The Epistle

The Prime Minister, The Rt Hon. Rishi Sunak, MP, will read from Colossians 1: 9-17.

Sung Alleluia

The second of the 12 special Coronation commissions, is a setting of Psalm 47:1-2, by composer Debbie Wiseman (who has scored films and TV programmes including Wilde, Tom's Midnight Garden, Wolf Hall, Judge John Deed, and The Inspector Lynley Mysteries).


Chaoter 4, verses 16 to 21 from the Gospel of St Luke will be read by The Rt Revd & Rt Hon. Dame Sarah Mullally, DBE, Dean of HM Chapels Royal.

Sung Alleluia

We continue with the second part of Debbie Wiseman's commission: a setting of Psalm 47, verses 6-7.


This will be given by the Archbishop of Canterbury, Justin Welby.

Veni Creator Plainsong, mode VIII

The hymn ‘Veni Creator Spiritus ‘(Come Creator Spirit) will be performed in the traditional languages of the four nations (English, Welsh, Scots Gaelic and (Irish Gaelic) that make up the United Kingdom.

Thanksgiving for the Holy Oil

The Archbishop of Canterbury is presented with the coronation oil, by The Most Reverend Dr Hosam Naoum, The Anglican Archbishop in Jerusalem.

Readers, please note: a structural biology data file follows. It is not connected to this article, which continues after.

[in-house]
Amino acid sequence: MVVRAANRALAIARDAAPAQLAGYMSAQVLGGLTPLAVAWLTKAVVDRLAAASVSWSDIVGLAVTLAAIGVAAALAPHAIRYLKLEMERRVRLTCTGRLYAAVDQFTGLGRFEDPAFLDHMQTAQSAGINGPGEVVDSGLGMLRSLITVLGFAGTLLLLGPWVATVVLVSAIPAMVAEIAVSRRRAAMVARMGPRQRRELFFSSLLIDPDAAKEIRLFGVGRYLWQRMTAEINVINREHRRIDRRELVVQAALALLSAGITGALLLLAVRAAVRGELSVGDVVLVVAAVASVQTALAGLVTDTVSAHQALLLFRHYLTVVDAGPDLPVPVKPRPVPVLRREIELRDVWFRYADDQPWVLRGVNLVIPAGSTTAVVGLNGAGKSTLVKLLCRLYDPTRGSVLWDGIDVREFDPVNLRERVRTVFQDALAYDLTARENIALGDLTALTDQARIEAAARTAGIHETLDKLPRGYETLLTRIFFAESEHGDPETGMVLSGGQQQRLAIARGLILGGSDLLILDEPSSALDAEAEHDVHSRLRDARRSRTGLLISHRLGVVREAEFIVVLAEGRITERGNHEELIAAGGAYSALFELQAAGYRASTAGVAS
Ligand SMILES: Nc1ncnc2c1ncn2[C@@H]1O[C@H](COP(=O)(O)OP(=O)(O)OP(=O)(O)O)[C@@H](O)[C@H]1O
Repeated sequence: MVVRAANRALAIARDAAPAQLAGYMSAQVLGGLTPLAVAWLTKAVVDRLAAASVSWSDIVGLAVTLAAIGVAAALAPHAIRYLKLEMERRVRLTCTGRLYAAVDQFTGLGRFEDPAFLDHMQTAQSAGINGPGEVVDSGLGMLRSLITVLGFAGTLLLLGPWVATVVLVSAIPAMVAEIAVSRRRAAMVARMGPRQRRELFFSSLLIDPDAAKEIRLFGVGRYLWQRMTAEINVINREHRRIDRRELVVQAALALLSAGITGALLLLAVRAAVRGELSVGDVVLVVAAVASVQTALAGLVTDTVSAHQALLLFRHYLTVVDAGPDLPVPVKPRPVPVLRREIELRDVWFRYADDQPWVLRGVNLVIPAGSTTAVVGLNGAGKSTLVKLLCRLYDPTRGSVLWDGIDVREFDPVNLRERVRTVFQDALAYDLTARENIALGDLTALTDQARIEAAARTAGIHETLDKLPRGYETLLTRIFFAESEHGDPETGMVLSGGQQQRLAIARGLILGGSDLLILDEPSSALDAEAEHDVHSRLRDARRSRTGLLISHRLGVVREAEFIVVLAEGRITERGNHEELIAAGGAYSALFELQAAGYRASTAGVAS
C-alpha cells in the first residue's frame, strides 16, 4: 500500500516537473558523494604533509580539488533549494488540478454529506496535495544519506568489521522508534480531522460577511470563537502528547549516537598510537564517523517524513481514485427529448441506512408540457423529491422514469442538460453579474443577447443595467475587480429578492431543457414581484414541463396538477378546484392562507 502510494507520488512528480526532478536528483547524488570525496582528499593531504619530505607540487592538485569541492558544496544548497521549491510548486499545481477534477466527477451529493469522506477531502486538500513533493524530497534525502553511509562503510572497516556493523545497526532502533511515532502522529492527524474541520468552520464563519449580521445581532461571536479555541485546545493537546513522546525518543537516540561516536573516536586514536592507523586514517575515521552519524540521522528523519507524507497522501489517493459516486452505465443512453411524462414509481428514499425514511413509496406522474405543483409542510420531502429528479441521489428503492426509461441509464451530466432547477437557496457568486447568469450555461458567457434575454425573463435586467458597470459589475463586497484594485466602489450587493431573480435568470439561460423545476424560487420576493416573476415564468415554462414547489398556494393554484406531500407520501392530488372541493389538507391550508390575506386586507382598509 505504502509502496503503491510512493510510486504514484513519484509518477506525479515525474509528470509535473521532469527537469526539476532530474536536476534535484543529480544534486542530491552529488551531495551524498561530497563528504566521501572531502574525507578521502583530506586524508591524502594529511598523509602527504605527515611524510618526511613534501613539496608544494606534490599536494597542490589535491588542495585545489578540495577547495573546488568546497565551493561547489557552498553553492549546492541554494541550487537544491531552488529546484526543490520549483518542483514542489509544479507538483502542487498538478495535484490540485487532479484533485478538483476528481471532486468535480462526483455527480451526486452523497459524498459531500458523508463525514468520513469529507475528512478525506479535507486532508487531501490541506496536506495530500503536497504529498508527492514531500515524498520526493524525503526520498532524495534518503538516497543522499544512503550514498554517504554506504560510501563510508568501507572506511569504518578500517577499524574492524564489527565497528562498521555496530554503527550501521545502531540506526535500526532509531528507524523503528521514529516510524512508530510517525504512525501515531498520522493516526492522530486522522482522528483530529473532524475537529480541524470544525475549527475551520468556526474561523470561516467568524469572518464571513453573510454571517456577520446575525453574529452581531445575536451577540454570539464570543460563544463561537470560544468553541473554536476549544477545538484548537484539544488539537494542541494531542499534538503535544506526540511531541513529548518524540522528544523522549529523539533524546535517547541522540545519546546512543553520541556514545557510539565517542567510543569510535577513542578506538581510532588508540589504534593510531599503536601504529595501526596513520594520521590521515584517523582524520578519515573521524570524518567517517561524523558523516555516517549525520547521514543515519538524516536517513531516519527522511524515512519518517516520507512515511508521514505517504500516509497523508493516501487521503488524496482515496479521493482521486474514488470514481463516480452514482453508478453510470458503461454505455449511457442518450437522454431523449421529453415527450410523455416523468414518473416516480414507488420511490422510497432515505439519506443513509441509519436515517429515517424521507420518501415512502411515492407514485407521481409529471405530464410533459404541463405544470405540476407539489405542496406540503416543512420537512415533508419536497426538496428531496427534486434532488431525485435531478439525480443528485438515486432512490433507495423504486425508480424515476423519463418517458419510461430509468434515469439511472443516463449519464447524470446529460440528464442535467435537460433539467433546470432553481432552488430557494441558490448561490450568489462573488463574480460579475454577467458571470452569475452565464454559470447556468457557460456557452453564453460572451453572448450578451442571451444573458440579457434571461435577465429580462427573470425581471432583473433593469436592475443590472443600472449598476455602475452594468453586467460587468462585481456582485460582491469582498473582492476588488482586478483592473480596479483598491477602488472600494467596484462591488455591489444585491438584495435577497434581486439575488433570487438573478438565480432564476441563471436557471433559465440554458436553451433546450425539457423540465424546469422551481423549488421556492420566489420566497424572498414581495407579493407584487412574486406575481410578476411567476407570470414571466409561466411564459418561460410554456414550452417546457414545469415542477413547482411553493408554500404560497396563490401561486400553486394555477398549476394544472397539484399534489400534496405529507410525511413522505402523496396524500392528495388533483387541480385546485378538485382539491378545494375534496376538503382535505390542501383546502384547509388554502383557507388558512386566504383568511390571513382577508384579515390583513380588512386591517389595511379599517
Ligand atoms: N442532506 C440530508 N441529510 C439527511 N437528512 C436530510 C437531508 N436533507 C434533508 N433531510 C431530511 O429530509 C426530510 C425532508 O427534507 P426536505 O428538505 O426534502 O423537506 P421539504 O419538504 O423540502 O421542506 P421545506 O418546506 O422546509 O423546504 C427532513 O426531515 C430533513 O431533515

Traditionally, that oil also contained substances such as musk from deer and civets, plus ambergris from sperm whales. But in line with modern concerns about animal cruelty, the oil used to anoint Charles III at his coronation on May 6 is free of animal products, meaning the new recipe doesn’t contain ambergris.

The Anointing

As the King is anointed, Handel's famous coronation anthem ' Zadok the Priest' will be performed.

Did you know Zadok the Priest was first performed at George II's coronation in 1727?

The Presentation of Regalia

The king is presented with the symbols of royalty beginning with The Spurs, followed by the sword.

Then - in honour of his late father Prince Philip, the Duke of Edinburgh, who was born a Prince of Greece - a Greek Orthodox choir will perform Psalm 72 (Psalm 71 in the Greek Septuagint Psalter) during the Exchange of Swords.

The King will then be presented with the Armills, the Robe and Stole Royal, the Orb, the Ring, the Glove, and the Sceptre and Rod.

The Crowning

This hugely symbolic moment will be accompanied by Richard Strauss's Wiener Philharmoniker Fanfare. During this, the Westminster Abbey bells will ring for two minutes.

This is followed by a Gun Salute.

The Blessing